Pancreatic cancer patients are in desperate need of effective therapy virtually from the moment of their diagnosis. As we acquire more therapies, how best to deploy them, in what order and to which patients is emerging as an important clinical question. Pancreatic cancer subtypes, identifiable with common lab diagnostics in diagnostic biopsy samples, may be helpful in guiding therapy selection.
See related article by O'Kane et al., p. 4901
In this issue of Clinical Cancer Research, O'Kane and colleagues (1) present results correlating systemic response to chemotherapy to pancreatic adenocarcinoma (PDA) subtype. PDA is a deadly disease. Most patients present to medical attention with disseminated or otherwise unresectable disease, and rely on systemic, cytotoxic chemotherapy to prolong their lives and mitigate the substantial symptoms caused by the disease. Pain, fatigue, muscle wasting, weight loss, and depression are all too common manifestations of this aggressive systemic disease. As a result, patients with PDA rely on their care team to quickly and accurately select and administer effective intravenous therapy and to medically manage its side effects until it can have a beneficial effect on the disease course.
Our treatments for PDA have gradually improved over the last decade. Practitioners now choose between the doublet of gemcitabine and nano-albumin bound (Nab)-paclitaxel (GnP) and the more complicated infusional 5-Fluorouracil, leucovorin, irinotecan, and oxaliplatin (i.e., FOLFIRINOX) in the first line for fit patients. Unlike the scenarios in lung adenocarcinoma (where we treat the immune system or driver oncogene), or colon cancer (where we treat the absence of the oncogene or the anatomic location of the primary tumor), medical decision making in the treatment of pancreatic cancer is driven largely by the practitioner-assessed functional status of the patient, because the perception is that less fit patients might not do as well with one regimen or another. While rational, this approach is not empirically supported. We have not compared GnP to FOLFIRINOX head to head. We do not know whether one is better tolerated than the other in a head-to-head comparison. Perhaps more importantly, we do not have indicators of which chemotherapy regimen is more effective overall, much less which treatment most benefits an individual patient. In short, we have a long way to go personalizing treatment approaches for patients with this disease.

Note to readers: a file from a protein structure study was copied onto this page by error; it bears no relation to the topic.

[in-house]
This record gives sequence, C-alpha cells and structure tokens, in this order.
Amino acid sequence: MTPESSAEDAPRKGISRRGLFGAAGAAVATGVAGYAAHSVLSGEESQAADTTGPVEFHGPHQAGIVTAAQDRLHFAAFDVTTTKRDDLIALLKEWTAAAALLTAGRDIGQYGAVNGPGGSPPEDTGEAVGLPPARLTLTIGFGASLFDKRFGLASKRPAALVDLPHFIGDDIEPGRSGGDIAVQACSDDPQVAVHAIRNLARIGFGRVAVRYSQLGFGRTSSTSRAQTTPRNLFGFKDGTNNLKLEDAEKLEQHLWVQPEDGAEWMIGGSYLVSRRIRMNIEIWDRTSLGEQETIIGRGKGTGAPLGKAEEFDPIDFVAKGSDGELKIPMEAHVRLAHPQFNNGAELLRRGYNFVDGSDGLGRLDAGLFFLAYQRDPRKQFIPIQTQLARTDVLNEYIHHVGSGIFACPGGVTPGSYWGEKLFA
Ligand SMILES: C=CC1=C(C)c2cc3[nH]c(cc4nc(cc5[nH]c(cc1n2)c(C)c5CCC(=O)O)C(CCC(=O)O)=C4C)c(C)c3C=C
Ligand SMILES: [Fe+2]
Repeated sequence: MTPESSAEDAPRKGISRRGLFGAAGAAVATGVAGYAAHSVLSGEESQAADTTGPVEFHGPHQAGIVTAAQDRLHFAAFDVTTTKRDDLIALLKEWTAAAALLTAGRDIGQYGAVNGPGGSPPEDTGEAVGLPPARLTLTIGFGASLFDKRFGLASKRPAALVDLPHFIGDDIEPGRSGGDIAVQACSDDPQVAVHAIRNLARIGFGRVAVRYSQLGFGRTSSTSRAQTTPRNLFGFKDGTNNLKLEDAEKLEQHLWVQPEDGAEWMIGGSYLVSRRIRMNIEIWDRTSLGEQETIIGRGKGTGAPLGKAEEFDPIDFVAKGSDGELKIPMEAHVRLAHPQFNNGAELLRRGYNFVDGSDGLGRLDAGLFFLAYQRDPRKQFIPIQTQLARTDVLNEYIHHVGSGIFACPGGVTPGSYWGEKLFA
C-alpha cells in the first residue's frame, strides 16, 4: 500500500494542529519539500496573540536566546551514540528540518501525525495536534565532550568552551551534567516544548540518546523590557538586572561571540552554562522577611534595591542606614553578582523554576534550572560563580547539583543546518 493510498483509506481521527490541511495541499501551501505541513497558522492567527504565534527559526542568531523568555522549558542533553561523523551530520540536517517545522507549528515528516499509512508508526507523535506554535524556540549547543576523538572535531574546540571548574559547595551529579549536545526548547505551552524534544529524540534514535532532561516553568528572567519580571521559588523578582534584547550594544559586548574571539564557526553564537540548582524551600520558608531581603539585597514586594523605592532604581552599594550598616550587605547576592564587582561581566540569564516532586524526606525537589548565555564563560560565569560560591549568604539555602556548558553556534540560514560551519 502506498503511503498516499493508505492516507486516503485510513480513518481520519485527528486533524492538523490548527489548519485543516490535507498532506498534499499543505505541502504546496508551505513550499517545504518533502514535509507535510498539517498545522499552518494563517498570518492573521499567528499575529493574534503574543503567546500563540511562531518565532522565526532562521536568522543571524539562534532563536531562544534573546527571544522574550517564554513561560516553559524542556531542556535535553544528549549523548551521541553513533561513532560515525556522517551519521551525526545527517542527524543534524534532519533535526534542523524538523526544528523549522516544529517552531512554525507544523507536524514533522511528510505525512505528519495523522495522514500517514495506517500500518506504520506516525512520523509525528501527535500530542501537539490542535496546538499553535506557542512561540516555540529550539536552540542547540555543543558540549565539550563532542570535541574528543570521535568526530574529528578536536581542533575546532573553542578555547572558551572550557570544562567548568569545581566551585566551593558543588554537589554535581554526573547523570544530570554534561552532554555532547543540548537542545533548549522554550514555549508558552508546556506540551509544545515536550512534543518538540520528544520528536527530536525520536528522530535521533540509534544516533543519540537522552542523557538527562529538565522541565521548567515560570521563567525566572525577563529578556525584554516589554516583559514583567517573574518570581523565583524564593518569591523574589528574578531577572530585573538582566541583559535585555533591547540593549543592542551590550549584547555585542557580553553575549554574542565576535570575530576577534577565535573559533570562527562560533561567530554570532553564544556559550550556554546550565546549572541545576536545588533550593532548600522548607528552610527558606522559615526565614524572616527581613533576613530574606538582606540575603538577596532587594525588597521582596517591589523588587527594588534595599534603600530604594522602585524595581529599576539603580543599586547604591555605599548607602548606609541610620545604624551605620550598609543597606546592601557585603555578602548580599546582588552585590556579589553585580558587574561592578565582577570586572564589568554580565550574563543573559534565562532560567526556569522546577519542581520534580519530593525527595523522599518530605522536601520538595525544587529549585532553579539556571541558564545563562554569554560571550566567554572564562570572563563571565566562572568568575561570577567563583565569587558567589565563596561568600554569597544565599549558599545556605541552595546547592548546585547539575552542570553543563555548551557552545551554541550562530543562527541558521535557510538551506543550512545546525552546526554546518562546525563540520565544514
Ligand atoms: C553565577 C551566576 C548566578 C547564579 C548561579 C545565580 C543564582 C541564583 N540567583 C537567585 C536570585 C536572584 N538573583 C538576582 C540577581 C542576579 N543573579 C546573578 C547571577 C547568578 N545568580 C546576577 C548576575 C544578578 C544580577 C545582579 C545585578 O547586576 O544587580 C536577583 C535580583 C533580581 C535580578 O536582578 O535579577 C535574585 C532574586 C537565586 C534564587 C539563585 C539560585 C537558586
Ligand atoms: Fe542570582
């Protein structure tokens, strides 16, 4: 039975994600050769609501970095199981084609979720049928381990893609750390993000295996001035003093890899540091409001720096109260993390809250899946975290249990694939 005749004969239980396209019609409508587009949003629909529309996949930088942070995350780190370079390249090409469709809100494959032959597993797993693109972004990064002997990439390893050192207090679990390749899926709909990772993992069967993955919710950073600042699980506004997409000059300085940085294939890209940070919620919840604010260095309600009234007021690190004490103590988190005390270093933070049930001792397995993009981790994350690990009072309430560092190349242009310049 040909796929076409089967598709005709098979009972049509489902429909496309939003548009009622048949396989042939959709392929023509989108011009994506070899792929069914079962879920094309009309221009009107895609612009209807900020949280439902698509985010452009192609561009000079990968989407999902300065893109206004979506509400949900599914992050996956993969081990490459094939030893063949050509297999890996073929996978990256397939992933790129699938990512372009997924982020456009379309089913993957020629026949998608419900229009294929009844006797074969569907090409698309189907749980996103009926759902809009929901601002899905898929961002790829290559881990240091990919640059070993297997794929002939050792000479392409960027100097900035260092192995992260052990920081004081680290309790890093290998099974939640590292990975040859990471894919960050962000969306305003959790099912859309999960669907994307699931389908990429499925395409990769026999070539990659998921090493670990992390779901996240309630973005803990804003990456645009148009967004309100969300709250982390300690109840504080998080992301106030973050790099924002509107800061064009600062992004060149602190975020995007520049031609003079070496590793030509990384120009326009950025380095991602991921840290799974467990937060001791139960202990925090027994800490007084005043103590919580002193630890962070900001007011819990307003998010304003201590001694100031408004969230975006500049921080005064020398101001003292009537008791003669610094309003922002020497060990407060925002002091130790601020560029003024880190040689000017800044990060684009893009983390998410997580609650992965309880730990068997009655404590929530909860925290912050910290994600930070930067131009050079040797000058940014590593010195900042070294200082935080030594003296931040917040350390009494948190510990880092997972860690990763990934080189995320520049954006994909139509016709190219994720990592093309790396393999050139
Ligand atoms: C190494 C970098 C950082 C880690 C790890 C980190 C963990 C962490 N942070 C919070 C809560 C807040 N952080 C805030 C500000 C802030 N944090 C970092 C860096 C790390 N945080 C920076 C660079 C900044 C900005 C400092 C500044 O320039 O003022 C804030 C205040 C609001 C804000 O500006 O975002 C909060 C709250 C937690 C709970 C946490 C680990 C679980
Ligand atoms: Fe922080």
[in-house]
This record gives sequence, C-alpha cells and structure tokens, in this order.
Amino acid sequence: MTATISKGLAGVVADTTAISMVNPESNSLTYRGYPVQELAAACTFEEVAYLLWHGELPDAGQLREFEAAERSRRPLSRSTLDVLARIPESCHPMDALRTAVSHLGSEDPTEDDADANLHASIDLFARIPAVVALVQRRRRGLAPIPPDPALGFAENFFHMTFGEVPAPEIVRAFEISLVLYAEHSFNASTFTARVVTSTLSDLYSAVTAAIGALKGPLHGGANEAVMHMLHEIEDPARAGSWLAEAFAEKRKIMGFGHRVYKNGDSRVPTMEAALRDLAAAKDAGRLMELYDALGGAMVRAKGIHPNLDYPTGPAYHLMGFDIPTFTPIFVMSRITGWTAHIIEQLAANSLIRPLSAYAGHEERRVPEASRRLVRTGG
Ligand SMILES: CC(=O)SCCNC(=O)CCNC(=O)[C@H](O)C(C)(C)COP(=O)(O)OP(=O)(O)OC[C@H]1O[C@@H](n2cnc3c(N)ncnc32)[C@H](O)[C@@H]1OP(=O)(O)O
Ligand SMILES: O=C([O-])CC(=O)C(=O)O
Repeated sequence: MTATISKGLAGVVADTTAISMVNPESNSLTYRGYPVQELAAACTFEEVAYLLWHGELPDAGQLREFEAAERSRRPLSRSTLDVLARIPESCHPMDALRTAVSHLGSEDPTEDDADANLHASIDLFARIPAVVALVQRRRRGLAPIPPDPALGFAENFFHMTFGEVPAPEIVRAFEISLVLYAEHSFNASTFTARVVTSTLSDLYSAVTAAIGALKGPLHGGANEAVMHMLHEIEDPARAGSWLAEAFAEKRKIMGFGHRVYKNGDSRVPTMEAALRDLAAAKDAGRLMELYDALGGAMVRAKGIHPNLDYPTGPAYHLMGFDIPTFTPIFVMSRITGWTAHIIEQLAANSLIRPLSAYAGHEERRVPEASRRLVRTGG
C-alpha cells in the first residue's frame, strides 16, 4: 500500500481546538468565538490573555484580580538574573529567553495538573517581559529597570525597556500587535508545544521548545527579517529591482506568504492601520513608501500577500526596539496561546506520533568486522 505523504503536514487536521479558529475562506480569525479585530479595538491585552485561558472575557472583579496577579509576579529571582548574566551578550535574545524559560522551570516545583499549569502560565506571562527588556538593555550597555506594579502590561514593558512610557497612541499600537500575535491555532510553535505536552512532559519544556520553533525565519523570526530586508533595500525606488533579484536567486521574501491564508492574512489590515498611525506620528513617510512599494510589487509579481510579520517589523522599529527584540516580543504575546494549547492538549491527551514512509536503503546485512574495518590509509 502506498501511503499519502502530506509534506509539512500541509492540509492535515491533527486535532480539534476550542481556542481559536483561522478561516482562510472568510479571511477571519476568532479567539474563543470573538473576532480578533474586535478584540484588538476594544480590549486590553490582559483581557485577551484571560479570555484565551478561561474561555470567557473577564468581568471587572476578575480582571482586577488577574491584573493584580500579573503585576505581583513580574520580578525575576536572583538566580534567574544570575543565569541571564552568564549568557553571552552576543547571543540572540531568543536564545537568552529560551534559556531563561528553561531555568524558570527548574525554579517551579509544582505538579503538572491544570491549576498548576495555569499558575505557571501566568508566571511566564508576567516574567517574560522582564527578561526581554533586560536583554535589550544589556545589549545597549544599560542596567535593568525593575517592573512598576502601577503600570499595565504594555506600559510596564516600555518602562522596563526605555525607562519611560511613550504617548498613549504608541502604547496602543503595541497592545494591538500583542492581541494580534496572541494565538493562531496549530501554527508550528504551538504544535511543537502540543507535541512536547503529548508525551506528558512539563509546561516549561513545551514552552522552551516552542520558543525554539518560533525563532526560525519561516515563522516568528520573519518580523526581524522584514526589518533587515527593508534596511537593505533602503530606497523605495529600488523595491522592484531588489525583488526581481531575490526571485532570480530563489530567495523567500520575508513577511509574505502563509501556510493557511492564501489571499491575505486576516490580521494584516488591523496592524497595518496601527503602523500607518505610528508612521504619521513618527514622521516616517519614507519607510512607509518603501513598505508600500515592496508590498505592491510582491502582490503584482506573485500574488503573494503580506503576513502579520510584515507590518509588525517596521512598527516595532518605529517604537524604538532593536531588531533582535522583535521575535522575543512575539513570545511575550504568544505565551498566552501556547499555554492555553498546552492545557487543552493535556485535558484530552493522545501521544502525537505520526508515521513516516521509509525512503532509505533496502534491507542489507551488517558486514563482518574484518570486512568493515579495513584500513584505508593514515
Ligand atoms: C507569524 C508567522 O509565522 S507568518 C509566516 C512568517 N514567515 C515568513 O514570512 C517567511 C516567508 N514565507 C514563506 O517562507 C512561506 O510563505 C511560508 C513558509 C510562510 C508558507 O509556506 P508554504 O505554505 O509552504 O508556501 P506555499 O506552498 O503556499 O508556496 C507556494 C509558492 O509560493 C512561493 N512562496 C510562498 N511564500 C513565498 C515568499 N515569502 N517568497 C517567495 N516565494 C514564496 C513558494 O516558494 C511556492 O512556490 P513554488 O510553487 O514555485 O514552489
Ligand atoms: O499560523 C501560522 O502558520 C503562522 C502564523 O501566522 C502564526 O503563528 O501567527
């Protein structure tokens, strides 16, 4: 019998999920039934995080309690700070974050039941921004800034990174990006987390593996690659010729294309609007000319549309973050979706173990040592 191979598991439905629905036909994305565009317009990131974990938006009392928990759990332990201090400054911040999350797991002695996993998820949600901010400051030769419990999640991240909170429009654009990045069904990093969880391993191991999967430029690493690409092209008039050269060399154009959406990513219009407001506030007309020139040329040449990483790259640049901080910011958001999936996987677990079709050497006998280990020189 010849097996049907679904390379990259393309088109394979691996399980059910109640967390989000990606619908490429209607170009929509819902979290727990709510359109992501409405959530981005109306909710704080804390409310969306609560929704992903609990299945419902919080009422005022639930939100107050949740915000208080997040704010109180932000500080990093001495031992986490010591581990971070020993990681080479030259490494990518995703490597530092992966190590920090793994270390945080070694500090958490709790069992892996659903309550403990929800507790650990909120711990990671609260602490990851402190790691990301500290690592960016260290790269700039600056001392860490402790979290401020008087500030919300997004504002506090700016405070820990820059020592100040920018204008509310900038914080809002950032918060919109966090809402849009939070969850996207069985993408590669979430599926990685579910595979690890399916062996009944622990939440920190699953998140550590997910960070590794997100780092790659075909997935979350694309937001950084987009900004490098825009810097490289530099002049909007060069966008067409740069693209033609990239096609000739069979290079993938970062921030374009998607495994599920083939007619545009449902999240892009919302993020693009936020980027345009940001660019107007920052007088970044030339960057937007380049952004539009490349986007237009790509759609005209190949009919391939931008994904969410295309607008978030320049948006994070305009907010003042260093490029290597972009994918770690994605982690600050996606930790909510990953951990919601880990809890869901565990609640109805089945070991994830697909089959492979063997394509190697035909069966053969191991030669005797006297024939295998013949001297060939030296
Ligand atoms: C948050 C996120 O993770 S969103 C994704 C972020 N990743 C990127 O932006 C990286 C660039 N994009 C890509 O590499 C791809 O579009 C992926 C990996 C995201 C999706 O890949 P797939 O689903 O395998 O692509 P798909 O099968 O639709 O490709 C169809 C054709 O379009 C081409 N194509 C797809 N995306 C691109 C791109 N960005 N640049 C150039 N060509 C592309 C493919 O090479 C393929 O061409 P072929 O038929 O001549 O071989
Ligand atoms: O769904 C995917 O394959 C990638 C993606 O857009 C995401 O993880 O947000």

O'Kane and colleagues present a systematic investigation into pancreatic cancer subtypes, how to practically detect them in clinic, and the impact they may have on the treatment choices physicians and patients face in the first line. They built upon their hugely successful COMPASS trial (2), NCT02750657, a prospective trial focused on generating genomic data on patients with PDA and closely following their responses to standard therapy. COMPASS has generated RNA (3) as well as germline and somatic DNA (4) data on many patients with PDA, and here the investigators focused on 195 patients with mRNA profiling available. Here the authors had built on important findings from Moffit (5), Bailey (6), and others describing intrinsic subtypes of PDA though the use of mRNA profiling data. Using their own variant of the classification scheme pioneered by Moffit and colleagues, they correlated mRNA based subtyping (classical vs. basal) with clinical outcomes as well as nonsequencing-based laboratory classification approaches.
They were able to compare RECIST response data for 157 (29 basal and 129 Classical). They found that patients with classical tumors treated with modified FOLFIRINOX (mFFX) were more likely to survive longer and experience tumor shrinkage (Fig. 1). Lower numbers of patients treated with GnP precluded more definite conclusions as to subtype responsiveness to this popular regimen, although a trend was detected noted favoring longer survival in Basal tumor–harboring patients treated with GnP without reaching statistical significance.
The authors additionally correlated GATA6 in situ hybridization (ISH) with the mRNA-determined subtype with encouraging results. Valiant attempts to classify tumors using GATA6 protein (for Classical subtype identification) or KRT5 (for Basal classification) are also presented and may hold promise.
These results show the importance of correlating clinical responsiveness to molecular characteristics of tumors and provide compelling evidence that we need better treatments for all patients with PDA, but particularly for the basal subtype. These conclusions build on and extend similar observations from others who have developed Radiomic (7) or NanoString-based (8) methods to identify subtypes of PDA in the clinic. O'Kane and colleagues provide compelling evidence that we may be able to improve overall survival in patients with PDA as a whole by better selecting first-line treatment, where we have the best shot at achieving a meaningful clinical response through dose-intensive systemic cytotoxic therapy. These results point us in a direction using mRNA subtypes, possibly determined by lab-friendly methods, to make decisions in the clinic. Future studies will likely consider PDA subtype as a meaningful variable in supervising responses in therapeutic trials. Further off, we may consider subtype-directed trials in which we iteratively improve outcomes for the whole by improving survival for one subtype at a time.
Disclosure of Potential Conflicts of Interest
No potential conflicts of interest were disclosed.
E. A. Collisson is supported by the NIH (5R01CA222862).